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Rendering image sequences

From: Blender 2.48 Essential Training

Video: Rendering image sequences

When you are rendering out a long animation, you want to render to what's called an image sequence and that splits up the video into individual frames. That way if your computer crashes or half-way through the animation, you don't like what you are seeing, you can break it right there, change the animation and pick up rendering right there in the middle. If you render out to one contained file, let's say a QuickTime or an AVI file or FFmpeg file, you can't kind of cut into the middle of it or whatever and keep rendering.

Rendering image sequences

When you are rendering out a long animation, you want to render to what's called an image sequence and that splits up the video into individual frames. That way if your computer crashes or half-way through the animation, you don't like what you are seeing, you can break it right there, change the animation and pick up rendering right there in the middle. If you render out to one contained file, let's say a QuickTime or an AVI file or FFmpeg file, you can't kind of cut into the middle of it or whatever and keep rendering.

So, sequence rendering is the solution. You want to render out to a static image format in a very high quality. There is a couple of very high qualities. The highest possible quality is MultiLayer, which is Blender's extension, and it's an open extension to the EXR format, which allows all of the different render passes to be saved as separate layers inside of one file. The other, next step down from that is the OpenEXR format, which allows you to save in 16 or 32-bit EXR format, which includes the Z channel and then we have PNG and Targa as the two most commonly used formats that support the Alpha channel and then of course, we have the lovely JPEG, which I wouldn't recommend using for final compositing because it does do quite a bit of compression and it reduces artifacts.

So PNG is what's called the lossless compression. It does compress the file a little bit, eliminates any wasted space and its good format for you to use. Enable RGBA and now what you want to do under the Output panel is bring this up a little bit by scrolling with the mouse wheel. What you need to do here is set in the name of a folder that contains the images that you want to render out to. In this case, I have called it just render and I have preceded it with a double-slash, so it's going to go into the folder where I have my blend file.

So, now when I click Anim, and let me interrupt this because I don't want to render out the Mask layer. It's not very visually interesting. Let me go over here to my render layers and why don't we select the Capitan render layer and we don't need to render out everything. So let me just render out from frames 10 through 58, the first two seconds. So, now when we click Anim, we are going to get the full frame rendering of the first 48 frames, as it goes through and does all its calculations, of what the image should look like in full resolution.

All right, so now that that's done rendering, now I can go over and look at these individual images. I'm going to bring up the image browser here and we are going to navigate to our exercise_files, which I have a link here on my Desktop to the exercise_files, down here under rendering and now we have this render folder here and when we dive into that render folder, we get actually those first couple of sequences when I started the test render and then we have all of our test renders as individual PNGs here.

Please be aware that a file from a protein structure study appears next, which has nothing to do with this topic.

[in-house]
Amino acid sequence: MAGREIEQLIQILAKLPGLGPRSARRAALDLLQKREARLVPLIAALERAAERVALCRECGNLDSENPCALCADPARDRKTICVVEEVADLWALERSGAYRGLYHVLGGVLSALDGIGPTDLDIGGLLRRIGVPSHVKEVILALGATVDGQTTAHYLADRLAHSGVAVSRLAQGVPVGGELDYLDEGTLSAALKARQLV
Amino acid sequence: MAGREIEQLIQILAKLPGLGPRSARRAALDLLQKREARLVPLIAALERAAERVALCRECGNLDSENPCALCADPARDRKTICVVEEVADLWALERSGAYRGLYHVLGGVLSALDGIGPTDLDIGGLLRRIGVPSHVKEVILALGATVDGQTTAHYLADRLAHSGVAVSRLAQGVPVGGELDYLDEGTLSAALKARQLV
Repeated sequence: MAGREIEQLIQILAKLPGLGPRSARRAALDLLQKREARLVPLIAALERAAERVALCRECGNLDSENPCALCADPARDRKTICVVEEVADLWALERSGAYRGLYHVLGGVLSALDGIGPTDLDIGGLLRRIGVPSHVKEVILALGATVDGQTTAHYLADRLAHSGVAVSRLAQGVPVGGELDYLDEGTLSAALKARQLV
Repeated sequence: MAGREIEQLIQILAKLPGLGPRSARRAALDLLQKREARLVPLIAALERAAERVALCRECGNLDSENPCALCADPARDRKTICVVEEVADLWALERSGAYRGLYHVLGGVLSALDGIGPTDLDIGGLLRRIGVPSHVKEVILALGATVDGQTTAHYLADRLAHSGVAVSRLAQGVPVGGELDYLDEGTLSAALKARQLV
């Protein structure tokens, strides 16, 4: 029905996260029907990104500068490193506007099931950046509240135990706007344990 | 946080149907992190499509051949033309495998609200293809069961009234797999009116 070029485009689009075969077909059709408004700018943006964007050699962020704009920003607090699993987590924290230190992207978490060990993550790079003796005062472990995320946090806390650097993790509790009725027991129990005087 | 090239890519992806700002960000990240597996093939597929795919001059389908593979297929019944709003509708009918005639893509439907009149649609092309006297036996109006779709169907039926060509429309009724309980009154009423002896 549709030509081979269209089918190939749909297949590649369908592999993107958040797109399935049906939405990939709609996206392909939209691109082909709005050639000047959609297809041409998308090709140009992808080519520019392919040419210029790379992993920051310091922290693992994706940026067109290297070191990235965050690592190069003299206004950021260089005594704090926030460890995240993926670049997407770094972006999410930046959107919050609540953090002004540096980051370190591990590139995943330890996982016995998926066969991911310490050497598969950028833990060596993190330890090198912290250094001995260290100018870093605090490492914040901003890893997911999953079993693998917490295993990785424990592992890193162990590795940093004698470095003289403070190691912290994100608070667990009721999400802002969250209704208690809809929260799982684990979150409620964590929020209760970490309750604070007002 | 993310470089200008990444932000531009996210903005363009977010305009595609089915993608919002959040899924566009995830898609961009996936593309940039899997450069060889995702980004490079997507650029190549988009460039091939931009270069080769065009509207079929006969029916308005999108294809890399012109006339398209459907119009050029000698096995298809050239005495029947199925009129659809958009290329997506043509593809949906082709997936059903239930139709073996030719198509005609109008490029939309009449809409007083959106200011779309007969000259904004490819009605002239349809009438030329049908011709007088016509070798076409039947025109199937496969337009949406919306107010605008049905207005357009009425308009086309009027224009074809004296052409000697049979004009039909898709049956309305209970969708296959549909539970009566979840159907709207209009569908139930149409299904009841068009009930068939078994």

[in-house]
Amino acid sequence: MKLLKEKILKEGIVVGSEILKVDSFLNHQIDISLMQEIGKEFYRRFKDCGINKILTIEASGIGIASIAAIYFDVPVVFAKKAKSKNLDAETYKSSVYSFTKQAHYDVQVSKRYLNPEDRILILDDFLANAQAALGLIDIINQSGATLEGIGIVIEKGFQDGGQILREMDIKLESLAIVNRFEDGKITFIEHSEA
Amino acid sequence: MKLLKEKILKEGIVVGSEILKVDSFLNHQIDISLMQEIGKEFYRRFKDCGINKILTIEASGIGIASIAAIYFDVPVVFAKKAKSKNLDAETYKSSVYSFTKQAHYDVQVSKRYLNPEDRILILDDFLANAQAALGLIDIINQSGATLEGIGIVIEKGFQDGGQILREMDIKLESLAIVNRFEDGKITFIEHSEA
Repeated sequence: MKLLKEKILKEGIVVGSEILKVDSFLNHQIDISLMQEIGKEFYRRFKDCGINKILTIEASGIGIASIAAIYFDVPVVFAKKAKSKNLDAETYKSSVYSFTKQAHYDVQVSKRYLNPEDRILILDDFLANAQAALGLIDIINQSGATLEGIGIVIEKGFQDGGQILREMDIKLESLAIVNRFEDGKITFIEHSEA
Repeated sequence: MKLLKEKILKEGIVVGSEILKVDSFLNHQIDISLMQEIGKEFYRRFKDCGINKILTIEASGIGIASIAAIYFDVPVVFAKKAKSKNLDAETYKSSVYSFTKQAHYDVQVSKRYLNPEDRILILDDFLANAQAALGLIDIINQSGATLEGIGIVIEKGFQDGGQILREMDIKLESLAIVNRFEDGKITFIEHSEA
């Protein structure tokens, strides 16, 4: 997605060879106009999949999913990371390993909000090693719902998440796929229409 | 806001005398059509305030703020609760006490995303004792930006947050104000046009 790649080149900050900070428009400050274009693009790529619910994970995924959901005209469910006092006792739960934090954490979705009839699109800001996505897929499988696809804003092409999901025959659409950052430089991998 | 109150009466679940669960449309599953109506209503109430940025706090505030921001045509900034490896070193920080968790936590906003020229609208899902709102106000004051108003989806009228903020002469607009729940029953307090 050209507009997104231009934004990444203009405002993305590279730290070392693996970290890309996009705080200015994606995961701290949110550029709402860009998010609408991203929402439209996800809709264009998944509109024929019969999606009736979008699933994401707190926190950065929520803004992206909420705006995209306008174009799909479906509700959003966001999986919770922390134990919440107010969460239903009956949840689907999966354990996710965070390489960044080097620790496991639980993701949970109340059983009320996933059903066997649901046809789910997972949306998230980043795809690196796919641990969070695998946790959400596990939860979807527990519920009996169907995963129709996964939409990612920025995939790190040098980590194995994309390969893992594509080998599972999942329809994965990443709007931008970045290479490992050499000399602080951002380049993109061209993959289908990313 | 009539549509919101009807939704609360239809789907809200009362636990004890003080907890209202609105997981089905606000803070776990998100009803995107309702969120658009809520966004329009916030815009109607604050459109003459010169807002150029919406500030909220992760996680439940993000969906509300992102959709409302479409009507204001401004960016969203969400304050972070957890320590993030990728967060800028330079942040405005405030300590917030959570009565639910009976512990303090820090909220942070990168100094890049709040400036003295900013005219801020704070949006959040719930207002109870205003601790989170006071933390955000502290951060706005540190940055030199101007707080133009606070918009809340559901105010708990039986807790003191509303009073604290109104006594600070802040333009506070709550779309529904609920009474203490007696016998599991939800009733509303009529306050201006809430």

Now, a full-length feature movie is over 9999 frames. By default, Blender will save the image file name as the frame number but we can change that, say, this is the Captain layer, but we change that and say this is the Captain layer, so I can say Captain - and then let's say 5, number signs, and press Enter. And now when do my render of let's say I'm just going to do frame 60. Now, when I do my animation of frame 60, and I'm going to go ahead and refresh this then.

So now, I have frame 60 down here at the bottom, as being saved as capt-00060, so you can go with prefixes, I believe you can also put suffixes, if you want and then the five digit sequence number, beginning with the frame number. Once you have your sequence rendered out then it's very easy to bring those into the sequencer to sequence them into your final movie and that's how you do frame rendering and frame sequence rendering in Blender.

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This video is part of

Image for Blender 2.48 Essential Training
Blender 2.48 Essential Training

131 video lessons · 25789 viewers

Roger Wickes
Author

 
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  1. 12m 5s
    1. Welcome
      1m 16s
    2. Using the exercise files
      58s
    3. Using Blender's full capabilities
      4m 16s
    4. Getting and installing Blender
      3m 8s
    5. Mouse and keyboard differences on the Mac
      2m 27s
  2. 1h 6m
    1. Blender oddities
      7m 38s
    2. Introducing the User Interface, Console, and Render windows
      3m 8s
    3. Configuring the desktop for an efficient workflow
      6m 27s
    4. Using the mouse and tablet on a PC or a Mac
      5m 7s
    5. Acquiring keyboard skills
      7m 38s
    6. Window panes and types
      7m 53s
    7. Exploring the default scene
      5m 53s
    8. Setting themes, UI colors, and user preferences
      4m 0s
    9. Understanding how to safeguard your data with autosave and backups
      6m 52s
    10. Appending and linking assets
      7m 27s
    11. Using the open-source movies and assets
      4m 18s
  3. 2h 7m
    1. Working with objects in 3D space
      6m 24s
    2. Navigating 3D views
      4m 23s
    3. Understanding Blender modes
      1m 51s